What Does Section 9A Of Taxes Management Act 1970 Say About Tax Investigations?

If you are wondering about what section 9A of the Taxes Management Act of 1970 says about tax investigations, you will find the answer to this question in the following blog post as we discuss HMRC’s authorities and the taxpayers’ rights and responsibilities during a tax investigation. Additionally, we will also elaborate on how to respond to section 9A of the Taxes Management Act of 1970 tax inquiry as well as explore the potential consequences of ignoring it.

What Does Section 9A Of Taxes Management Act 1970 Say About Tax Investigations?

Section 9A of the Taxes Management Act 1970 addresses explicitly the procedures and powers that HM Revenue and Customs (HMRC) have when conducting tax investigations. This section outlines HMRC’s authority to gather information and conduct investigations to ensure taxpayer compliance with tax laws.

One important aspect of Section 9A is that it grants HMRC the power to issue information notices to taxpayers and third parties. These notices require the recipient to provide relevant information and documents that HMRC deems necessary for an investigation. In this case, failure to comply with an information notice can result in penalties or other enforcement actions.

Section 9A also allows HMRC to inspect and take copies of documents as part of an investigation. This includes the power to inspect business premises and seize relevant records that can provide essential information for the tax investigation such as the following:

  • the amount of tax that one has paid
  • their accounts and tax calculations
  • details of their self-assessment tax return for a given year
  • details of their company tax return
  • details of their PAYE records and return (in case of employer)
  • details regarding their VAT returns and records (in case of being VAT registered)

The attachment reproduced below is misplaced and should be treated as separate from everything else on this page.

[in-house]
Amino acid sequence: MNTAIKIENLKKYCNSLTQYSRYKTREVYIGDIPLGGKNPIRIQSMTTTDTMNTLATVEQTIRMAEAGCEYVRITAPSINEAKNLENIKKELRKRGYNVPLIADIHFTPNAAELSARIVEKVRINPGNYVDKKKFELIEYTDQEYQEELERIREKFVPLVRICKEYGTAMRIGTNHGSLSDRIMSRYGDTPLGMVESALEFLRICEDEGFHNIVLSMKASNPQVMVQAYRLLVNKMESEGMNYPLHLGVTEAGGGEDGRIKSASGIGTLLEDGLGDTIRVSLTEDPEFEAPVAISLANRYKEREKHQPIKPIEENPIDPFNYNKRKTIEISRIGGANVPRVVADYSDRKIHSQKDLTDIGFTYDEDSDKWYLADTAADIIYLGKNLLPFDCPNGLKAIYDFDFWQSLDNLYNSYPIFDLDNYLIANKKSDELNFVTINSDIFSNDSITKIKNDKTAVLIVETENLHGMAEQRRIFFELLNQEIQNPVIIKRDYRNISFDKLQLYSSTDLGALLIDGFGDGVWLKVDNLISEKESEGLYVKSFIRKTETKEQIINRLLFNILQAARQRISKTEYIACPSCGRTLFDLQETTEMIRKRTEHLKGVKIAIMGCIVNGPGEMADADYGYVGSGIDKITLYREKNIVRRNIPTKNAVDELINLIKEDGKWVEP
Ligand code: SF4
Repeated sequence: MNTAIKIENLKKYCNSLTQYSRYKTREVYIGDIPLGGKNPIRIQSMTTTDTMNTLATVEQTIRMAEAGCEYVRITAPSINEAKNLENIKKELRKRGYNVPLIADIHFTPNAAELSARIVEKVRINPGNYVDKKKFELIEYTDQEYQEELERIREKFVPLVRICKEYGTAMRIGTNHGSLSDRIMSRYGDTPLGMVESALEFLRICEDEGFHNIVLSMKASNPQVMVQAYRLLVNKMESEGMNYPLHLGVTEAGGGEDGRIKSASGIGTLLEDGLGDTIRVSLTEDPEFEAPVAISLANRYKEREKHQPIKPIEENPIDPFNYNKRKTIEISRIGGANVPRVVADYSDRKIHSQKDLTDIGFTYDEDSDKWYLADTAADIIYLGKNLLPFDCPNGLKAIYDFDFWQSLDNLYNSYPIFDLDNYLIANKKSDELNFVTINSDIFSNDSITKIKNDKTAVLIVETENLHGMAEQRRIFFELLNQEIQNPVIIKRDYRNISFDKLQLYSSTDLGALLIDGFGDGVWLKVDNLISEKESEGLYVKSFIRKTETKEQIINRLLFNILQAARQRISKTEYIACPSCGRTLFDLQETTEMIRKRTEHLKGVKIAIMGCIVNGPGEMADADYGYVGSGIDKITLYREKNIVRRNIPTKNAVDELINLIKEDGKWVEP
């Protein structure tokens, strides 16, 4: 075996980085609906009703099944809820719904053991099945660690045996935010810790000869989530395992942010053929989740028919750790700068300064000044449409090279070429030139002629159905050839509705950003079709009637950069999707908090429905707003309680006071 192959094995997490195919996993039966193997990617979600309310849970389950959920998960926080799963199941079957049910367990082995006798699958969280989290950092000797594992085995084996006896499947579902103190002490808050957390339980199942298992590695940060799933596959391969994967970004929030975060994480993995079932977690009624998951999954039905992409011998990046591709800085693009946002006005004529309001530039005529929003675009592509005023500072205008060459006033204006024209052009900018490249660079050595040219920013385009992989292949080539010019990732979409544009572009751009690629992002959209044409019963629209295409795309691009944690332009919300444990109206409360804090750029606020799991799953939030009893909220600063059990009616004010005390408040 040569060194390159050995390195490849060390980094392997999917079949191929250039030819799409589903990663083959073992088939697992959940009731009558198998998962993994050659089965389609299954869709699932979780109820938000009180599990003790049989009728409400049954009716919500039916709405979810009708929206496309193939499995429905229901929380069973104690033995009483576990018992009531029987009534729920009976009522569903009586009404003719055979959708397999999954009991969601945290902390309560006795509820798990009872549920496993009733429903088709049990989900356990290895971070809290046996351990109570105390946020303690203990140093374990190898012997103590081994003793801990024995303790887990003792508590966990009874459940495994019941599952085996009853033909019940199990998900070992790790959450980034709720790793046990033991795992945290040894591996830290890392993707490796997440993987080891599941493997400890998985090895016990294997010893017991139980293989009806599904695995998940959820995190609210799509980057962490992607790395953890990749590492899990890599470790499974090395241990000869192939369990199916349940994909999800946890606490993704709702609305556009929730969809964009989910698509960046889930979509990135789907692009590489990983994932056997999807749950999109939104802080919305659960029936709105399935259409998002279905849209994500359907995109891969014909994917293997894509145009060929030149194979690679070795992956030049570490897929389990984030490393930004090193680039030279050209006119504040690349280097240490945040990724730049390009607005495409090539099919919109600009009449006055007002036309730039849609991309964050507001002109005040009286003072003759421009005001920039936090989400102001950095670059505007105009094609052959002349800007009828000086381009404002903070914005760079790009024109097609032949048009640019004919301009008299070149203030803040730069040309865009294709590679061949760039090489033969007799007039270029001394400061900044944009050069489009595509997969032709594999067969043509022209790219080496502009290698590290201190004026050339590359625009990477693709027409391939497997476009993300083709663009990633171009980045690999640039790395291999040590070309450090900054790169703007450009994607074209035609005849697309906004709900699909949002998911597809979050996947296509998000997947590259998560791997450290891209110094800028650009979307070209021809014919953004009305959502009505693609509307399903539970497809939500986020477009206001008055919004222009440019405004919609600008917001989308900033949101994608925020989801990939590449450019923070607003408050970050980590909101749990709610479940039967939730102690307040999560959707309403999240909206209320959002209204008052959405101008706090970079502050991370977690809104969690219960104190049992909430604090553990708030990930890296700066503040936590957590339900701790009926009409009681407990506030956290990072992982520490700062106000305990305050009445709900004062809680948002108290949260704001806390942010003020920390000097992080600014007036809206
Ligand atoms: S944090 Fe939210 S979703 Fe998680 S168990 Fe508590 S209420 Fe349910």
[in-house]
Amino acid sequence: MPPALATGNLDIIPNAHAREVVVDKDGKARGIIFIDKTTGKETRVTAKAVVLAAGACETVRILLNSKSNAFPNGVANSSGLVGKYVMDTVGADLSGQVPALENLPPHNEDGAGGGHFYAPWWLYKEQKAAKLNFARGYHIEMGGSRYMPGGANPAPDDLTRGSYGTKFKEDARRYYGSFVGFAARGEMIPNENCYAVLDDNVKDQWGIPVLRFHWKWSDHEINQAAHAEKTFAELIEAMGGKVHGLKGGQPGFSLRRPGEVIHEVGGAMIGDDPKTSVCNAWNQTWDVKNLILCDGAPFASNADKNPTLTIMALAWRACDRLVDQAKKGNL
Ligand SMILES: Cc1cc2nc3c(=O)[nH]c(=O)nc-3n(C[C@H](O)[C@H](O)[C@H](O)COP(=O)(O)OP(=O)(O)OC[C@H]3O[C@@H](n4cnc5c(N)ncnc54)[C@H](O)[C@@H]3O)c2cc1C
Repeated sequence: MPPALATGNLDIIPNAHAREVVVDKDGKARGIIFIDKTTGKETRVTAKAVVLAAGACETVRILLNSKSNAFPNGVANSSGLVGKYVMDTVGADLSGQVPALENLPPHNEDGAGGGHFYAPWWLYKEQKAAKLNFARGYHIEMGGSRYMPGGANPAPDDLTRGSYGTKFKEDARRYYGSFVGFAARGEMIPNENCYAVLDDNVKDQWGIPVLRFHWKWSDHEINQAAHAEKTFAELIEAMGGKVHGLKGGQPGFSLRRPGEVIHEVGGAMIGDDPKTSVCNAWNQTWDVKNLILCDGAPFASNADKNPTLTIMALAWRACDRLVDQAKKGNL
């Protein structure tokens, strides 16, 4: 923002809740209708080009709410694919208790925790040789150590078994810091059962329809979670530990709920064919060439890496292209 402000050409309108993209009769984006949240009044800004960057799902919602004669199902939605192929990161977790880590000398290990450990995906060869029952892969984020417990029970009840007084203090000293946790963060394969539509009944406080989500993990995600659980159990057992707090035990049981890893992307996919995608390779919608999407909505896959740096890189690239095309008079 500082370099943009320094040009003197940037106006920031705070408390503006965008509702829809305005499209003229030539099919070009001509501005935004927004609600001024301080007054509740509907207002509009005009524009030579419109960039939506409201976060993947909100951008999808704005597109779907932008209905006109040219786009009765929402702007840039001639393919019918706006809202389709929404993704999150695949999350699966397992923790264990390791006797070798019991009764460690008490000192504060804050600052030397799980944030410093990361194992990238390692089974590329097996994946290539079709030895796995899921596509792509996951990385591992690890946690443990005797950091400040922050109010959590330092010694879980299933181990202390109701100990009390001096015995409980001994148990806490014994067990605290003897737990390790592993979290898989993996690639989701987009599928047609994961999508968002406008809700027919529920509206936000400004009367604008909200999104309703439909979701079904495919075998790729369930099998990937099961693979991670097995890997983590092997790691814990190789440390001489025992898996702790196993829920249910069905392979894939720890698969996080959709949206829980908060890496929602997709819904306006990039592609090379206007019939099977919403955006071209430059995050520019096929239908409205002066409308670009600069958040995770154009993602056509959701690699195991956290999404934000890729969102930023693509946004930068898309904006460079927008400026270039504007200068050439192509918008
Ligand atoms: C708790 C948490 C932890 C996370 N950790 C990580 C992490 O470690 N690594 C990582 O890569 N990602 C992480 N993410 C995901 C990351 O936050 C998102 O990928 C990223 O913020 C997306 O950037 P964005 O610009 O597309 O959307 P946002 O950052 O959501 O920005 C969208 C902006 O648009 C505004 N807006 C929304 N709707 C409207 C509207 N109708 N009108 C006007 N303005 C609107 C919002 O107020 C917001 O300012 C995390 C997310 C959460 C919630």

Additionally, Section 9A provides HMRC with the authority to obtain information from financial institutions and other third parties. This means that HMRC can request information from banks, accountants, and other parties who may hold relevant financial information about a taxpayer.

HMRC investigations can take several months to conclude, ranging from 3-6 months for simpler cases to up to 18 months for complex and large-scale cases. The tax authority can investigate tax returns dating back up to 4 years, but in cases of erroneous tax returns or suspected deliberate tax fraud, investigations can go back as far as 6 years and even 20 years, in extreme cases.

Therefore, it is important for taxpayers to be aware of Section 9A and understand their obligations and rights when it comes to tax investigations. Ensuring compliance with tax laws and cooperating with HMRC during investigations can help avoid penalties and other potential consequences.

How Should You Respond To A Section 9A TMA 1970 For Tax Investigations?

When facing a Section 9A investigation by HMRC, it is important for taxpayers to respond in a timely and appropriate manner. HMRC conducts these investigations to identify potential tax evasion or fraudulent activities. As a taxpayer, it is important to understand the process and how to navigate it efficiently.